Since block grants are arbitrarily capped, federal support would no longer adjust for changes in need or population and this would particularly be a disaster to Texas because it is one of the fastest growing states in the country. In fact, between 2000 and 2010, the number of children across the entire country increased by 1.9 million. But, in Texas alone, the number of children increased by 979,000 -- which is more than half of all the growth in the combined 50 states and the District of Columbia.
Moreover, since block grants fail to adjust appropriately for changes in need, current inequities and disparities are permanently locked into place and often expand. For Texas, which already starts with the 2nd highest uninsured rate for children in the country, the situation would get worse with the federal government cutting back and capping its support to Texas despite its rapidly growing population.
Underscoring this very problem, proponents of Medicaid block grants, such as the Texas-based National Center for Policy Analysis (NCPA), often cite the Temporary Assistance for Needy Families (TANF) block grant as a model for Medicaid "reform."
However, when TANF was converted to a block grant structure in 1996, Texas initially received just 31 percent of the national average in the amount of federal support per child in poverty. Rightfully so, the state was deeply concerned the block grant would lock in this inequity forever. Consequently, Texas Senator Kay Bailey Hutchison attempted to negotiate a more favorable formula change to help Texas. However, since block grants are set at an arbitrarily capped amount, any increase for Texas would led to reductions to other states so she was unsuccessful. Instead, to get her support, small Supplemental Grants were approved with the intent of reducing the inequities among states.
However, population growth quickly outstripped the small adjustment for Texas. Even worse, the Supplemental Grants were allowed to expire in 2011. As a result, today the states receive the same level of federal TANF funding they initially received in 1996 without any adjustments for population or economic changes. As a result, inequities have increased and Texas now receives less than 26 percent of the average level of federal spending per child in poverty. In fact, in 2012, Texas received just $294 per child in poverty from the federal TANF block grant compared to the $2,782 per child in poverty that New York received.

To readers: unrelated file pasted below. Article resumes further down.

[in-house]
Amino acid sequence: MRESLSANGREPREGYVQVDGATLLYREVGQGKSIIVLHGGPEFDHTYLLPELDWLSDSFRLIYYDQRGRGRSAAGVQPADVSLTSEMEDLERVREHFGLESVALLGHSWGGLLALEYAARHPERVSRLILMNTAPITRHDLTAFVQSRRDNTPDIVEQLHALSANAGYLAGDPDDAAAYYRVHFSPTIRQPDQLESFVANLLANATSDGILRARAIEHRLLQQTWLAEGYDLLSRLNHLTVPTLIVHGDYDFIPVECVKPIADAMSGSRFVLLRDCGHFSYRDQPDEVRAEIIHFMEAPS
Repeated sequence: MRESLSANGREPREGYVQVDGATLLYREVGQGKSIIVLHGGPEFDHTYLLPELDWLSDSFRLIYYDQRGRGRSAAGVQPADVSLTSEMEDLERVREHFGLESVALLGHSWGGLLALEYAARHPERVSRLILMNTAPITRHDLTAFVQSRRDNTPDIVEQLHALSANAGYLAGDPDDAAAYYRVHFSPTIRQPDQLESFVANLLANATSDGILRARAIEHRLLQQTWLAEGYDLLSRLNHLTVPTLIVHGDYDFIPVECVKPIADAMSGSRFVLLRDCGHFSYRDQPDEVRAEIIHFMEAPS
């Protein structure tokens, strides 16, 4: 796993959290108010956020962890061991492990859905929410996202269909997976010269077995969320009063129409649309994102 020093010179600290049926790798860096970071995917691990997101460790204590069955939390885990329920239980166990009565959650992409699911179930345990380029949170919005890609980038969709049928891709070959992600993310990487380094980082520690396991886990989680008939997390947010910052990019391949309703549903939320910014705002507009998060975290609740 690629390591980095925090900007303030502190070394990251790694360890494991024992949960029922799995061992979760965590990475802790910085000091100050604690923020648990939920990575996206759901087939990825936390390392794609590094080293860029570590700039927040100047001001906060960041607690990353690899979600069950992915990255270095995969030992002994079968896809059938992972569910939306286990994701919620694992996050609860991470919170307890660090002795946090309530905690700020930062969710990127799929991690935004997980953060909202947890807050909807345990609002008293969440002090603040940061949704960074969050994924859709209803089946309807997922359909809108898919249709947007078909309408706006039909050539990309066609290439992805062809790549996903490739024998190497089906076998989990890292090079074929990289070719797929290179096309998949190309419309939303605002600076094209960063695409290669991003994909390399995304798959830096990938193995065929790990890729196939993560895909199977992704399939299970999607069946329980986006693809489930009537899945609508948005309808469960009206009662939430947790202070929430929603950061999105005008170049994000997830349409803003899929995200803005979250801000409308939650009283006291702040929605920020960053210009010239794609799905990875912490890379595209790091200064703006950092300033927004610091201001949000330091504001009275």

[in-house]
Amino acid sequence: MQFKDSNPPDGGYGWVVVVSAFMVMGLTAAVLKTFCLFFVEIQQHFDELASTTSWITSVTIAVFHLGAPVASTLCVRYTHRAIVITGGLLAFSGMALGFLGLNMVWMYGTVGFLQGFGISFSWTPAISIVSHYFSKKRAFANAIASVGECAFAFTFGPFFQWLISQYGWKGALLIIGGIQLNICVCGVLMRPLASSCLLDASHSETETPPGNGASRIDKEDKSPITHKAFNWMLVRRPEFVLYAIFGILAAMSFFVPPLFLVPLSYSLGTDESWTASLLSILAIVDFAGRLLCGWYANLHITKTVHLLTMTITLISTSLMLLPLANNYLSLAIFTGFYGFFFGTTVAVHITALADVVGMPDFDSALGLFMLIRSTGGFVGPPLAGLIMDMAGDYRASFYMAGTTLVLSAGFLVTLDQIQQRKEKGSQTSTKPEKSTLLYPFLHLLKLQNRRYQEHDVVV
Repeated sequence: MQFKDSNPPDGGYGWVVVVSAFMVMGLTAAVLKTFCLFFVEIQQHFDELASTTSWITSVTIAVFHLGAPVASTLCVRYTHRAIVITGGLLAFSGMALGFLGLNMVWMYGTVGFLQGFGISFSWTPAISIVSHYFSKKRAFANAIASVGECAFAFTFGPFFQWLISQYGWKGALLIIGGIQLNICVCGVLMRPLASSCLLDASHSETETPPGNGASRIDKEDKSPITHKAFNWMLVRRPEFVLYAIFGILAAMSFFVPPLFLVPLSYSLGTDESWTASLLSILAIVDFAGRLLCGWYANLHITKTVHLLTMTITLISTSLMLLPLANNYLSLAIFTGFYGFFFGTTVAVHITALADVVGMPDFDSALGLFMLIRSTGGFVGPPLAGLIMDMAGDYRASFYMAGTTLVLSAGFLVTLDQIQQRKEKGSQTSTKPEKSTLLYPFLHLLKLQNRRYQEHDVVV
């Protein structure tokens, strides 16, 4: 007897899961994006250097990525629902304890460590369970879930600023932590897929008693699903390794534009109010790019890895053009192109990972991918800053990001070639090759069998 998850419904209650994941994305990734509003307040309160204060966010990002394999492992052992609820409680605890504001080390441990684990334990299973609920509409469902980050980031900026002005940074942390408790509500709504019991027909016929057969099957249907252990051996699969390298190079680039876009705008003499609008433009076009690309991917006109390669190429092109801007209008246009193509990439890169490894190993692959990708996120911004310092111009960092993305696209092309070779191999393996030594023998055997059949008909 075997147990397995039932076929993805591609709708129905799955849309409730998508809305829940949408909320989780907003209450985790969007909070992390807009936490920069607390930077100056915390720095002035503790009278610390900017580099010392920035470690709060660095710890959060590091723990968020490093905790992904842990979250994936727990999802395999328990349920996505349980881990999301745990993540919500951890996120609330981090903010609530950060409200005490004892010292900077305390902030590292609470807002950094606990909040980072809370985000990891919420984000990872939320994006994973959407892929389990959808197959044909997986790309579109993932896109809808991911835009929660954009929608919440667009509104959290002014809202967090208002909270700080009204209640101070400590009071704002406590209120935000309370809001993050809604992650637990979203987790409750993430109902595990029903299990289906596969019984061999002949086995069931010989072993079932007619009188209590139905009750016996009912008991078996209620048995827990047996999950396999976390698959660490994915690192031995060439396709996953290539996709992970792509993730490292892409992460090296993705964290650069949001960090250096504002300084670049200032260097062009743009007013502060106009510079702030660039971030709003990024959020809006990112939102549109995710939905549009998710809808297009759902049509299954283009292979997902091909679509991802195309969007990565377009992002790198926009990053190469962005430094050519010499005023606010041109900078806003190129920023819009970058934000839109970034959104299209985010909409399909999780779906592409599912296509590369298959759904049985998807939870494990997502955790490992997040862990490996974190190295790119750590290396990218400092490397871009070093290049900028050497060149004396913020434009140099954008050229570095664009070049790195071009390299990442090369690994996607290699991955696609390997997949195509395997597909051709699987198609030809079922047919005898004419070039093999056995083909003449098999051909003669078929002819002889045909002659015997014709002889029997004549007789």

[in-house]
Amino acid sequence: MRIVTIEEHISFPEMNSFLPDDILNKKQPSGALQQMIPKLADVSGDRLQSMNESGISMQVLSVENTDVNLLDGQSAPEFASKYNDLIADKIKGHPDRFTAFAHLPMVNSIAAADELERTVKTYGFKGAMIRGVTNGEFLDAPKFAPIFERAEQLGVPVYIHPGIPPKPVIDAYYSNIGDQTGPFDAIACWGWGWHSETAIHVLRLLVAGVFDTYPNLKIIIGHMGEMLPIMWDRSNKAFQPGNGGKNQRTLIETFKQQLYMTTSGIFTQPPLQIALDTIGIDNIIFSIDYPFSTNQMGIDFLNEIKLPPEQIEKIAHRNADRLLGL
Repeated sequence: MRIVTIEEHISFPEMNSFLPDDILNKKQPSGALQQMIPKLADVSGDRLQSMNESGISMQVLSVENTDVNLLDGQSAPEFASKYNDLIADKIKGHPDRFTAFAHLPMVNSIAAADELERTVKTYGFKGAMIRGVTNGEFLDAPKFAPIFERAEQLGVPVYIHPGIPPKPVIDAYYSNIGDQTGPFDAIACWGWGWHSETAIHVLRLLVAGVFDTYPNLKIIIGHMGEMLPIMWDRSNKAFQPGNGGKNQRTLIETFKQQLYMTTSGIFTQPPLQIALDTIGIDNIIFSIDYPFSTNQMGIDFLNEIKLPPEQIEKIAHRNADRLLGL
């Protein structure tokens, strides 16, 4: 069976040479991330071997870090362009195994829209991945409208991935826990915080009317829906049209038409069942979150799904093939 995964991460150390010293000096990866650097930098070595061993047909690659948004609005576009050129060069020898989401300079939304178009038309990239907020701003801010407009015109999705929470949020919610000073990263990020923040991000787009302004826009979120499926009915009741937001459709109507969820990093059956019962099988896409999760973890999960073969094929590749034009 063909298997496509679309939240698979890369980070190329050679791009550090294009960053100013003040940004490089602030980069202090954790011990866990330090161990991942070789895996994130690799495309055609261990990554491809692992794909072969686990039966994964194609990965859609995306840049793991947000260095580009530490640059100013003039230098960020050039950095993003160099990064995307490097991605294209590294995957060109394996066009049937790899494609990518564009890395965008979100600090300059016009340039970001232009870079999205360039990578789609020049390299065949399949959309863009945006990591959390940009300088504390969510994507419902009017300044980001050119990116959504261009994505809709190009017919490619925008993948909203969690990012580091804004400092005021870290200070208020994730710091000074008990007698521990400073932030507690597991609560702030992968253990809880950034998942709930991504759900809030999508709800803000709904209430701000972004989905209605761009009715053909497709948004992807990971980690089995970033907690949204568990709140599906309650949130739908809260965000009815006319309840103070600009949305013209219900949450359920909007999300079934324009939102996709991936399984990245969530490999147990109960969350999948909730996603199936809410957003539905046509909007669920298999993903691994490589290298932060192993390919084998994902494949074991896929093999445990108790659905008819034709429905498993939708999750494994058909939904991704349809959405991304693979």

For Texas, block grants only make sense if you think that the children of New York deserve 9.5 times more federal support per child than what Texas receives for its children and think that disparity should also increase over time, as it has in TANF. Although I doubt that any Texan would approve of that incredible and growing disparity in federal funding, that would be the "pig in the poke" that Texas would be buying into if it agreed to a Medicaid block grant as touted by TPPF and NCPA.
Incredibly, TPPF clearly recognizes the inherent unfairness in such block grant formulas. As they acknowledge in their ironically-named report Save Texas Medicaid: A Proposal for Reform, "Determining the amount of the block grant based on historical funding presents a number of inequalities. Medicaid programs vary between the states, such that states with higher health care costs get more federal funding. In addition, some states have negotiated more favorable waiver arrangements than others, and Disproportionate Share Hospital (DSH) payments reflect historical use rather than rational policy choices."
Again, for Texas, a block grant would lock in and exacerbate those inequities. So, how would TPPF address this issue that they recognize is a problem? They would not. As the report reads, "Nonetheless, basing the initial block grant amount on historical spending is the most acceptable method because it represents the political status quo."
Interestingly, the solution to this inequity in their "reform proposal" is to adhere to the "political status quo" even if this "solution" is detrimental to Texans and reflects "historical use rather than rational policy choices." At least TPPF admits it is not rational.
However, in addition to being really poor policy, it is also poor politics. In fact, with respect to the politics of cutting and capping health coverage to children, former State Rep. Arlene Wohlgemuth should know better after having led the effort in the Texas Legislature to cut 147,000 children off of coverage in the Children's Health Insurance Program (CHIP). Despite beginning her subsequent 2004 political race for Congress with a lead in the polls, Wohlgemuth was defeated by Rep. Chet Edwards after he ran a devastating ad about the impact of Wohlgemuth's efforts to slash children's health coverage.
In a country as wealthy as ours, with the best medical care in the world if you can afford it, the American people do not think we should be not be threatening and rationing the health care of our children, seniors, and people with disabilities. Medicaid provides long-term care to millions of seniors, helps Americans with disabilities live independently, and enables millions of children to see a doctor. In fact, a Bloomberg national poll found that over three-quarters of the American public oppose cutting Medicaid and that it is the least popular option of all for deficit reduction.
In short, block granting Medicaid is a poorly conceived and arbitrary form of health rationing that in opposed by the American people and has been defeated on a bipartisan basis time-and-time again. Putting a new picture on the cover of this latest proposal does not change that fact. As former Texas governor Ann Richards would say, "You can put lipstick on a pig, but it is still a pig."